Blog Post Title - What goes into a blog post? Helpful, industry-specific content that: 1) gives readers a useful takeaway, and 2) shows you’re an industry expert. Use your c...
3 hours ago
|Tell Me This Isn't a Save or Die Situation|
Rules for Fantastic Medieval Wargames Campaigns Playable with Paper and Pencil and Miniature FiguresSee, the first RPG didn't even know it was a role playing game. It was a war-game, just played on a different scale than most. Never doubt the war-game roots of RPGs, as they are deep and strong.
A seeping horror which closely resembles wet stone and is thus difficult to detect. (if it is in an area with wet stone. put it on a wooden floor and it becomes obvious) It will not be spread by non-harmful weaponry (what the hell does this mean? is it spread like butter otherwise? what the f' is "non-harmful weaponry"?), but it is subject only to lightning bolts or cuts and chops by weaponry, for it is impervious to cold or fire. It does not harm wood or stone, but it corrodes metal at the same rate that Black Pudding does (so those weapons you used to kill it? gone...). It does two dice damage to exposed flesh for every turn it is in contact with it. This sucker kicks ass and takes name. Evil, evil little beast.Treasure Types Table - these never made sense to me in any version of the game and I don't recall published adventures ever appearing to follow these tables. I will admit to using the ones in AD&D back in my teen years, but than I was also putting mature dragons in 10' square rooms and allowing the party to fully engage. Still, if I was going to pick my favorite treasure type, I'd choose "H". Best chance of hitting Megamillions (alright, 10's of thousands of GPs)
In my mind, the challenge with turning undead is that it has morphed over time from a tool to ward off skeletons and zombies to a sort of fireball tuned specifically for the undead. (the undead get blasted when the result is automatic in 1e, which means the cleric greatly outleveles the undead in question. where is the problem?) That progression makes a lot of sense. It's fun to blast monsters! On the other hand, I think having turn undead work like a fireball makes turning a little too much like a spell (maybe the fireballing undead issue is a 3e or 4e problem...). In my mind, turn undead should either become a spell or become something unique. I've opted for the latter in my home game. Here's what I have:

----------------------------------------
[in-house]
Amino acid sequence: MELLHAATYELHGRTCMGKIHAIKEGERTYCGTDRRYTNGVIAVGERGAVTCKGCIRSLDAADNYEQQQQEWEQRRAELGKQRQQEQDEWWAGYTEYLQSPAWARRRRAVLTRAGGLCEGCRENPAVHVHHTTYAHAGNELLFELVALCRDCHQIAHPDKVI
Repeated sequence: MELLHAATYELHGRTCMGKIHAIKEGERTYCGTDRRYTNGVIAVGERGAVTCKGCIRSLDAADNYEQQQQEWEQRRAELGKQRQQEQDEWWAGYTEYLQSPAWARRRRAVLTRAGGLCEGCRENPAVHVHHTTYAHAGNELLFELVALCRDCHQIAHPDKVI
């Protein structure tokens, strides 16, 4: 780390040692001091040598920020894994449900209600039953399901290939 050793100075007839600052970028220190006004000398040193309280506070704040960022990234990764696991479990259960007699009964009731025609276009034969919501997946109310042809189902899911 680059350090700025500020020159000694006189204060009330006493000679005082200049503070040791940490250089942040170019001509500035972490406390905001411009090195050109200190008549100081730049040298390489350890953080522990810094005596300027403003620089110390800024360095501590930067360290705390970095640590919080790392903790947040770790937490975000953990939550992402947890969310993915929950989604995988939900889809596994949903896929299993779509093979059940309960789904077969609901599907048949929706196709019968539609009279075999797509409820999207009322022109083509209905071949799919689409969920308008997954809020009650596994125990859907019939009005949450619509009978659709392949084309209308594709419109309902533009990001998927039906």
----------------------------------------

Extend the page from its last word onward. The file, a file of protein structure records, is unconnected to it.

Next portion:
- I like the literal idea of turning, as in turning away the undead from the cleric rather than blasting them with holy energy. (they only get blasted when the cleric is much more powerful than the undead - in which case, they probably weren't much of a threat in the first place)
- When undead show up, the cleric's first impulse should be to at least consider turning them. On the other side of the screen, the DM shouldn't feel that turning makes undead-themed adventures a chore to create. (it's no more a chore than any other type of adventure)
- The mechanic must be both simple to use and something that makes undead-heavy adventures more interesting with a cleric, rather than simply easier (again, if the cleric and the undead are equal, the cleric will only succeed half the time or so and even then it's just to flee- I don't see the issue here).
- Turn undead is its own thing. It's not a specific use of a channel energy type ability, which goes away under my rules (that's fine. all that shit got introduced in 3e and 4e and aint my bag anyway).
The first point is really big for me. As I mentioned earlier, I love using undead in my adventures. I think the first point resolves the tension between making turning useful and preventing turning from becoming overpowered. Ideally, clerics see turning undead as a way to gain an advantage over the undead—a tool used to help achieve success rather than an "I win" button (it was only an "i win" button when the clerics greatly out powered the undead in the first place. mike, how is it that you just don't get that simple fact?)
- We can create effects that are useful but that don't give an automatic victory to the cleric. In most cases, turning is a good tool for evading or escaping the undead. (again, by removing one of the few ways a cleric can shine while not playing a healbot role, you are giving less reasons to play a cleric)
- The cleric player needs to learn only one simple mechanic (are players really so dumb they can't handle a slightly more complicate and fulfilling game mechanic?). The DM has the effects of turning embedded in a stat block.
Number of Players: At least one referee and from four to fifty players can be handled in any single campaign, but the referee to player ratio should be about 1:20 or thereabouts. (holy shit! 50 players?!? 1 ref to every 20 players ?!? I have trouble running a game with more than 5 sitting at my table these days)Under Recommended Equipment - Imagination and 1 Patient Referee ;)
Other Character Types: There is no reason that players cannot be allowed to play as virtually anything, provided that they begin relatively weak and work up to the top, i.e., a player wishing to be a Dragon would have to begging as let us say, a "young" one and progress upwards in the usual manner, steps being predetermined by the campaign referee. (hmmm... by the time AD&D was introduced, this little gem was forgotten.)Strength gives no bonus to hit or damage.